GP Visit Cards:
Other HSE schemes:
If you are not entitled to a Medical Card or a GP Visit Card there are other HSE schemes that you can apply for. These schemes are as follows:
Drugs Payment Scheme - This scheme states that no family ever has to pay more than €144 a month for prescriptions drugs once they are registered for the scheme. The new rate of €144 applies from January 2013 onwards.
Long-Term Illness Scheme - If you have certain illnesses you are entitled to free prescriptions and appliances. Examples of long-term illness include diabetes, epilepsy and spina bifida.
Children and young people in care are entitled to the same rights as all other children and young people. There are various acts and laws that specify what these rights are. SpunOut details these below:
The Irish constitution states that:
If parents cannot provide for their children for physical or moral reasons, the state must "endeavour to supply the place of the parents, but always with due regard for the natural and imprescriptible rights of the child."
In 2012 the Irish public voted yes to the Children's Rights Referendum and agreed to change this wording slightly.
However, two days before the Children's Rights Referendum was held, the Supreme Court ruled that the Irish government had violated the Irish Constitution by using public funds to only promote the yes vote only.
Then, in November 2012 two women brought another case to the High Court. They claimed that since public money was only used to campaign for the no vote, this illegally affected the results. The ruling of this case is pending, so for now the Constitution wording has not yet been changed.
When I was six all I wanted for Christmas was my two front teeth. Actually I tell a lie, all I wanted was for my two front teeth to fall out so that I could take the centre stage in my school Christmas show, singing said song. Alas, it wasn’t to be, and my best friend lost her two front teeth and got to sing the song. My pearly whites decided to break free two weeks after Christmas.
Now 16 years on, my two front teeth are the object of my obsession again, but this time I most definitely don’t want them to fall out! I’ve finally taken the plunge and decided to get those bad boys straightened out and that, mo chairde, means train-tracks. I’ve put it off and put it off, but now that I won’t get bullied in secondary school and won’t miss out on all the men in college, I’ve finally run out of excuses and got myself a great big mouth of metal.
Surprisingly it’s not quite as bad as you’d expect. For the first week I was on a diet of liquids, as I couldn’t bite into anything, which was great for my plans to lose a few pounds before hitting the beaches in Spain this summer but three weeks on, I can eat most foods. Not being able to chew gum is one thing I definitely miss, however I have been told by former brace wearers that it is possible; I just have yet to figure out the knack of it. Also walking around with a great big chunk of food in my braces brings the ‘spinach in my teeth’ fear to a whole new level. Luckily, my sister bought me a very cute compact mirror that has solved that problem.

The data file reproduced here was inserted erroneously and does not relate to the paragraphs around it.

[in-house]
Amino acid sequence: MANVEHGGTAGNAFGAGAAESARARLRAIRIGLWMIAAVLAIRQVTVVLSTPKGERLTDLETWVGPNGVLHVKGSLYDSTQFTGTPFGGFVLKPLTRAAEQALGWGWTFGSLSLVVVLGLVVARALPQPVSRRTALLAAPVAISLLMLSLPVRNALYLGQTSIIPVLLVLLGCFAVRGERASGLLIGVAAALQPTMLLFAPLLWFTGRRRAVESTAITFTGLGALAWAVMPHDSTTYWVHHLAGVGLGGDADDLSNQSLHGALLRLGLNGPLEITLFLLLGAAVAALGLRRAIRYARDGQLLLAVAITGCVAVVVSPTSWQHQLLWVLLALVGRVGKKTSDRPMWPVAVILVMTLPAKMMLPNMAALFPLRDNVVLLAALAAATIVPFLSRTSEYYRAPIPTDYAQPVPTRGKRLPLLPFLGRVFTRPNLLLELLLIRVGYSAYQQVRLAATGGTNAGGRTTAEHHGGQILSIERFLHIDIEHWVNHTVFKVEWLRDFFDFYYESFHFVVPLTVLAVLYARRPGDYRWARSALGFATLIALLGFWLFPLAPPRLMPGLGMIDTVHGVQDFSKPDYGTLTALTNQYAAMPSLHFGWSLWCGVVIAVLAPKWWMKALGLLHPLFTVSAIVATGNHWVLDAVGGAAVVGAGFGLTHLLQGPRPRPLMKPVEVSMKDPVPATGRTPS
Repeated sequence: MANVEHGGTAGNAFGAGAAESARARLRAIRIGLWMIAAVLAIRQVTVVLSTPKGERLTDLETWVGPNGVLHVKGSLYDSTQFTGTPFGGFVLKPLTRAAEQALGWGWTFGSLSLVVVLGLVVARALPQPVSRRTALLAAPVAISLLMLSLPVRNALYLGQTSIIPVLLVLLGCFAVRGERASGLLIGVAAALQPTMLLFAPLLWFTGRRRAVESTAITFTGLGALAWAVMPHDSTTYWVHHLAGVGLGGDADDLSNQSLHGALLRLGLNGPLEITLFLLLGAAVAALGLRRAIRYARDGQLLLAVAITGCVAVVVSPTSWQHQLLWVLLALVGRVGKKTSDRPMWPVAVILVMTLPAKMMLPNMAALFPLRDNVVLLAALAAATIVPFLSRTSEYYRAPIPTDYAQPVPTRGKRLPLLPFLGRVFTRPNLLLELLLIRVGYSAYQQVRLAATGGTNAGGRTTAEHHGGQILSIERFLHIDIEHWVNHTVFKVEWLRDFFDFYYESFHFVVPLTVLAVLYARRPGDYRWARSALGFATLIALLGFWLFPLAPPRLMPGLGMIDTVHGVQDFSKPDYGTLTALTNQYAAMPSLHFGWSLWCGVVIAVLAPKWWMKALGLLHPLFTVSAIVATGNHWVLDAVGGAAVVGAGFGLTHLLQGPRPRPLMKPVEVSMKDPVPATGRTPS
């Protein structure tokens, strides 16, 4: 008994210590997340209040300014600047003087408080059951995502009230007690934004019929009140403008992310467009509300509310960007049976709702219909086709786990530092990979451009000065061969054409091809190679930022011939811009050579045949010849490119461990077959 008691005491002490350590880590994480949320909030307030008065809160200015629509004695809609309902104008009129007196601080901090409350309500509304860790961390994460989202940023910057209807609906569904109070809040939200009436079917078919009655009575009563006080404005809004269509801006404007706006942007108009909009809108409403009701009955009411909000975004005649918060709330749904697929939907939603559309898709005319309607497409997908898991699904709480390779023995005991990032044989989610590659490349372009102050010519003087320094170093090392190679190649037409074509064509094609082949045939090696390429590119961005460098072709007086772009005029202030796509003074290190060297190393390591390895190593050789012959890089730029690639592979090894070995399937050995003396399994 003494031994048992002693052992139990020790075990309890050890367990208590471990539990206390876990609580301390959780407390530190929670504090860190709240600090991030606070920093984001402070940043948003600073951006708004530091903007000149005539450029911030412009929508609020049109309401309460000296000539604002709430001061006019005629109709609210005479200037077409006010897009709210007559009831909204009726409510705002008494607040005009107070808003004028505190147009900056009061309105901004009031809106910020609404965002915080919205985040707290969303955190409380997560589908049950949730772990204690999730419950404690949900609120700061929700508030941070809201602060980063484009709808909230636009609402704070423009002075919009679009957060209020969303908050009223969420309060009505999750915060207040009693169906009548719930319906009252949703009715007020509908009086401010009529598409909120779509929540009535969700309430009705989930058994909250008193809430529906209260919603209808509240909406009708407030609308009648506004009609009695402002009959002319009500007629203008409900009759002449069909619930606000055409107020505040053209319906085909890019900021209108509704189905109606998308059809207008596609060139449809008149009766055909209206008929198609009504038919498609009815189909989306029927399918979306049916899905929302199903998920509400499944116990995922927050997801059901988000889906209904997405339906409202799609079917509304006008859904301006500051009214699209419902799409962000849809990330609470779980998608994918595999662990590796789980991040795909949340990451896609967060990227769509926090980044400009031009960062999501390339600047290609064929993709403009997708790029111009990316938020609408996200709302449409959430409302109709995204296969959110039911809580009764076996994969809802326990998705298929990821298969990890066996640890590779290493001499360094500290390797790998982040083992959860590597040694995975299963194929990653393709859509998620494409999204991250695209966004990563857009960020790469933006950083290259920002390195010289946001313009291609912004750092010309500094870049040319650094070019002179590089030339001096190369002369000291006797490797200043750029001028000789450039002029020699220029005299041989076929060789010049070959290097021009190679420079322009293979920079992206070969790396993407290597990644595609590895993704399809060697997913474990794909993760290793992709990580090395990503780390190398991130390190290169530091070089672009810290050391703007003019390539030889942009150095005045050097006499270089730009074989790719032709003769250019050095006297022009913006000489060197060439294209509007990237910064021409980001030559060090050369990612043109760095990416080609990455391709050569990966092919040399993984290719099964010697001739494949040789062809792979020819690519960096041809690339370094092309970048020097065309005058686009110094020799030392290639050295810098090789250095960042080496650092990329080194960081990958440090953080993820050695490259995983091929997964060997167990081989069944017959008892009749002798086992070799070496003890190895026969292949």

Another problem is that I talk a lot. Now contrary to what you might have heard, braces don’t give you a lisp or make you talk funny. It’s just that when you try to talk and cover your teeth with your lips at the same time, the words come out a bit funny. The real problem is that when I talk a lot, the insides of my cheeks rub against the braces and it hurts, a lot. So I’ve regressed to my teething days and Bonjela has become my new best friend, coupled with this wax stuff the orthodontist gives you which covers over the brackets and prevents the aggravation. A word of warning though, don’t forget to take the wax off before you eat, it really doesn’t taste good.
Photos are my main bugbear at the minute. I’m one of those people who takes a camera everywhere and always has a big grin showing off all my teeth in all their crooked glory. However there is no escaping the fact that metal in your mouth just doesn’t look that good in pics. So I’ve been trying to master the closed mouth smile which is a lot harder than you think, I either look like I’m trying to pull off some sort of sultry pout that is just going wrong or else like a smug git that is smirking at something but nobody can tell what. So I’m avoiding the cameras until my Hollywood smile is perfected and unleashed on the world in all its straight, blindingly white and perfect glory!
I am now 16-years-old. I have had bad years and good years, but I just want to share my story with you guys.
Three years ago, I was just having a normal Wednesday night in when we got a call saying that my uncle has been rushed into hospital. I didn’t go, but my parents rushed off. I knew something was up though, so stayed on Windows Live Messenger all night waiting for my uncle's daughter to log on. She never did, so I became very upset! The next day I went to school and couldn't stop thinking about him.
I wrote letters and I prayed and cried a lot. That Thursday, my little brother and I were taken out of school early and brought into the life support unit in the hospital. This was it: I knew something was up. I left with my older brother and talked to him about it, he said that this might be it and that we were all there for the family and that we had to be strong. But I wasn’t able to be strong.
To this day, my uncle inspires me. Yet there he was, so very ill. I couldn’t bring myself to see him because it was just too upsetting. Sadly, the worst happened: he died.
Afterwards, I took up fishing, one of his most favourite sports. So my brother and I have lived the memory of him. We even fish in a spot he fished in as a child.
Three years on, I am told that I am the spitting image of him, wherever I go. Don’t get me wrong, I love it, but it gets to me too, as I didn’t get to tell him I loved him or to say goodbye. I know that we will meet again someday and go fishing (I hope). However, my family have never gotten over it and it has led to rows and lies and fights! We do always make up in the end though.
I just want to get my story out there to show that there is happiness after you lose someone. I even took up a sport that I like. I go fishing at the lake and just sit and peacefully talk to him. And when I catch a fish, he's always there beside me.